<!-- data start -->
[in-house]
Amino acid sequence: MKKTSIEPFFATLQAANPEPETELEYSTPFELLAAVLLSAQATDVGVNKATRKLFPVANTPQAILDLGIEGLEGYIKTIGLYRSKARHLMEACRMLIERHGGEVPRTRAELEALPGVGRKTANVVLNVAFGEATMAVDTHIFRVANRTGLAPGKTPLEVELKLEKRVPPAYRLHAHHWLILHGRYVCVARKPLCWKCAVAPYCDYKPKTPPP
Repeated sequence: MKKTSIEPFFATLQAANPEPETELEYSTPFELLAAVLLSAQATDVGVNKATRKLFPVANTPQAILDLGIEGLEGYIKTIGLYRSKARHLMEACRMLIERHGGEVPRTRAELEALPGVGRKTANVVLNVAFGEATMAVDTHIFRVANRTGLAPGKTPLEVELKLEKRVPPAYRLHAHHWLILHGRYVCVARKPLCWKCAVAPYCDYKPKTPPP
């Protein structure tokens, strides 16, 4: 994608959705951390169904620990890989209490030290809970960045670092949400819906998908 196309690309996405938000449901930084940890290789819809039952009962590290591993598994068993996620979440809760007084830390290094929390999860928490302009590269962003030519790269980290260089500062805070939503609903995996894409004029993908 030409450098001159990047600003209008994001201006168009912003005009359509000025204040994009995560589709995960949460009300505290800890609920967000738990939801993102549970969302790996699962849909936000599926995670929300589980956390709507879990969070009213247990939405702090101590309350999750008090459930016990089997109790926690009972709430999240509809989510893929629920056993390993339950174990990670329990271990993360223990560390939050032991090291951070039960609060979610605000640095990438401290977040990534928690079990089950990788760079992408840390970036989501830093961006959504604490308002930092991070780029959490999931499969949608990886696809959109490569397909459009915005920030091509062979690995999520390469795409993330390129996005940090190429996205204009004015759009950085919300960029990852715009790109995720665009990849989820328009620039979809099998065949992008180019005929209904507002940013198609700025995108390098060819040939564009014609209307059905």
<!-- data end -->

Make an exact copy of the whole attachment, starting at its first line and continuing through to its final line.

[in-house]
Amino acid sequence: MKKTSIEPFFATLQAANPEPETELEYSTPFELLAAVLLSAQATDVGVNKATRKLFPVANTPQAILDLGIEGLEGYIKTIGLYRSKARHLMEACRMLIERHGGEVPRTRAELEALPGVGRKTANVVLNVAFGEATMAVDTHIFRVANRTGLAPGKTPLEVELKLEKRVPPAYRLHAHHWLILHGRYVCVARKPLCWKCAVAPYCDYKPKTPPP
Repeated sequence: MKKTSIEPFFATLQAANPEPETELEYSTPFELLAAVLLSAQATDVGVNKATRKLFPVANTPQAILDLGIEGLEGYIKTIGLYRSKARHLMEACRMLIERHGGEVPRTRAELEALPGVGRKTANVVLNVAFGEATMAVDTHIFRVANRTGLAPGKTPLEVELKLEKRVPPAYRLHAHHWLILHGRYVCVARKPLCWKCAVAPYCDYKPKTPPP
């Protein structure tokens, strides 16, 4: 994608959705951390169904620990890989209490030290809970960045670092949400819906998908 196309690309996405938000449901930084940890290789819809039952009962590290591993598994068993996620979440809760007084830390290094929390999860928490302009590269962003030519790269980290260089500062805070939503609903995996894409004029993908 030409450098001159990047600003209008994001201006168009912003005009359509000025204040994009995560589709995960949460009300505290800890609920967000738990939801993102549970969302790996699962849909936000599926995670929300589980956390709507879990969070009213247990939405702090101590309350999750008090459930016990089997109790926690009972709430999240509809989510893929629920056993390993339950174990990670329990271990993360223990560390939050032991090291951070039960609060979610605000640095990438401290977040990534928690079990089950990788760079992408840390970036989501830093961006959504604490308002930092991070780029959490999931499969949608990886696809959109490569397909459009915005920030091509062979690995999520390469795409993330390129996005940090190429996205204009004015759009950085919300960029990852715009790109995720665009990849989820328009620039979809099998065949992008180019005929209904507002940013198609700025995108390098060819040939564009014609209307059905």